Studies at RSNA offer new insights into Zika's spread

2016 11 22 15 58 24 308 Zika Virus 400

Three scientific studies from Brazil to be presented at next week's RSNA 2016 meeting in Chicago will offer new insights into the Zika virus, the notorious infection that has a particularly devastating effect on pregnant women and their babies.

The Zika virus occurs most often in tropical regions, where it is spread to humans via mosquitoes. In adults, Zika infection can cause symptoms such as fever, rash, joint or muscle pain, and headache. More serious conditions such as Guillain-Barré syndrome have been associated with Zika infection in adults, but they are uncommon. Many adults infected with Zika have no symptoms.

Zika can have devastating effects in pregnant women, however. The virus can be transmitted from a pregnant mother to her fetus during the first trimester of pregnancy, which results in an increased likelihood of severe brain defects in the baby such as microcephaly.

At RSNA 2016, a number of presentations on Zika will be made by researchers from Brazil, where Zika infections have been most common. In one study from the state of Pernambuco, researchers performed CT scans of the central nervous system on 16 newborn babies whose Zika infection was confirmed by tests of their cerebral spinal fluid. The group discovered a pattern of CT brain findings in the babies that included reduced brain volume, simplified gyral patterns, calcifications, ventricular dilatation, and a prominent occipital bone.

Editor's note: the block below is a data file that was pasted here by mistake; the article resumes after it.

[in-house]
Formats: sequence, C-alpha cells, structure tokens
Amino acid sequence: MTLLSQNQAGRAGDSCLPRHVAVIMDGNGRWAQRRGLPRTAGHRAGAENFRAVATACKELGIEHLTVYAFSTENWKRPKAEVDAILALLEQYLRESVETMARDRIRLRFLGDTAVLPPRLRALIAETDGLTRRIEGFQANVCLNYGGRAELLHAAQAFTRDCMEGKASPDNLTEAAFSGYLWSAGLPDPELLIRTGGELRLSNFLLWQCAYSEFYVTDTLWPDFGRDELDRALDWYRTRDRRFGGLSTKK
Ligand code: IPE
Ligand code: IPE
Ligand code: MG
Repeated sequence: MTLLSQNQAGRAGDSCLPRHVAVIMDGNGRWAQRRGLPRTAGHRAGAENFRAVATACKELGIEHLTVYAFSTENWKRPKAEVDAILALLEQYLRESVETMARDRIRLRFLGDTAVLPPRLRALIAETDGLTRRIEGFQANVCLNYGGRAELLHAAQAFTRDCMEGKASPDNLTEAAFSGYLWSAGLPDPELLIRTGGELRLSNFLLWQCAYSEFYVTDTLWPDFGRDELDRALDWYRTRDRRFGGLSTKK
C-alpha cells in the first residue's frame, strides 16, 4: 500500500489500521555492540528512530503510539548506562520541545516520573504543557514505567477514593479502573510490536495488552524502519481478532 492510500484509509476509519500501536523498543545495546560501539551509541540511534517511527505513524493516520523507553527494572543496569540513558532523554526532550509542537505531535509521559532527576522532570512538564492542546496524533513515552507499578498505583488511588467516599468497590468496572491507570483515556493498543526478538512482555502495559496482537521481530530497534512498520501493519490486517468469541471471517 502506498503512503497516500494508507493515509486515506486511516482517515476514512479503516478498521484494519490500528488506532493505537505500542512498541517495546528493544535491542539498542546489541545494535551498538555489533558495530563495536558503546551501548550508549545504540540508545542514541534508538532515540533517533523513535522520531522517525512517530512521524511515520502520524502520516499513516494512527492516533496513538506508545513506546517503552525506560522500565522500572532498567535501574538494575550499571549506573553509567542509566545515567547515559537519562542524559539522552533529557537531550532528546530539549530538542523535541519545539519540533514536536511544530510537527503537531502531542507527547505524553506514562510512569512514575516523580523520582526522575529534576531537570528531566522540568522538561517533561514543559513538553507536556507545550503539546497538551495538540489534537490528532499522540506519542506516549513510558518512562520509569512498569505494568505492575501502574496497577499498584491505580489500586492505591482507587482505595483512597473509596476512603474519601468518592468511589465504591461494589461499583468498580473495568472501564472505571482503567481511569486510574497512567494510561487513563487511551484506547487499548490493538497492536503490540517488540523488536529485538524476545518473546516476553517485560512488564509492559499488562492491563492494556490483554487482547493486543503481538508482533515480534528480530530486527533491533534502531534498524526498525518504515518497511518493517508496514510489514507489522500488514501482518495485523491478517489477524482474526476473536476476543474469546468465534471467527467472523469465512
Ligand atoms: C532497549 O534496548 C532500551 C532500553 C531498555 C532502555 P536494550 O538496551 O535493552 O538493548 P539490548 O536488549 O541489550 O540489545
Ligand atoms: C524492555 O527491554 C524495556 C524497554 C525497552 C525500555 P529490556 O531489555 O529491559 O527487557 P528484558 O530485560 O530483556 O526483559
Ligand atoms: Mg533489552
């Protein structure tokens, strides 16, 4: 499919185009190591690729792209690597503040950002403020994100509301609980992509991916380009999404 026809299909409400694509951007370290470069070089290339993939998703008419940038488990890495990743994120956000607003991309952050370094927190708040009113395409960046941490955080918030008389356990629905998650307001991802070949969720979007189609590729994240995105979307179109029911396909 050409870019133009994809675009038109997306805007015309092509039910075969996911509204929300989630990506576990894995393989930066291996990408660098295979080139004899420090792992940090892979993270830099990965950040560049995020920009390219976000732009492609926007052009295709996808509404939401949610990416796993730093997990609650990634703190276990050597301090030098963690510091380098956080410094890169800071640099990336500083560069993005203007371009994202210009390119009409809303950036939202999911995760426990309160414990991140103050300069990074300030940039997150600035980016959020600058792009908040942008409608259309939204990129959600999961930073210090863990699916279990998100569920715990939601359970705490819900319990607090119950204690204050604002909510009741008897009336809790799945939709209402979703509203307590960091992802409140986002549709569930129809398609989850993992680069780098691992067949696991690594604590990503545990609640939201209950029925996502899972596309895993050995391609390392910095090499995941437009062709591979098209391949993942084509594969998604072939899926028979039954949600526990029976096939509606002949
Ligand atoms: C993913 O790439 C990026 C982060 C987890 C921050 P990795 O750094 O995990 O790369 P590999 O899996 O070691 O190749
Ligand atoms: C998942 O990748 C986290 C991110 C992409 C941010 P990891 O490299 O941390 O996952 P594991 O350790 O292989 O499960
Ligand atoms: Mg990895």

The findings indicate that Zika can cause congenital brain damage in babies, regardless of whether microcephaly is present, the researchers concluded.

A second study examined Zika virus infection in three commonly affected groups: adults who developed acute neurological syndrome, newborns who have vertical infection with neurological disorders, and pregnant women who have rash outbreaks that are suggestive of Zika infection.

The researchers found that many of the adults in the study had symptoms of Guillain-Barré syndrome, a condition in which the body's immune system attacks the nervous system, resulting in muscle weakness. Other adults demonstrated inflammation of the brain and spinal cord, or lesions on their brain stem and spinal cord. On MRI scans of newborns, orbital injuries and anatomical changes in brain tissue were seen.

The third study involved researchers performing ultrasound and fetal MRI scans at different gestational ages on pregnant women who were infected with the Zika virus. After the babies were born, they underwent ultrasound, CT, and MRI scans, and virtual and physical 3D models were created. This allowed the researchers to determine that more than half the babies had microcephaly, brain calcifications, and loss of brain tissue volume, along with other structural changes.

Knowing how Zika-related abnormalities appear on medical imaging scans can help facilitate early diagnosis and treatment, while knowing about the abnormalities in the central nervous system can give hints to the pathophysiology of the disease, according to Dr. Heron Werner Jr., PhD, from the department of radiology at ClĂ­nica de DiagnĂłstico por Imagem.

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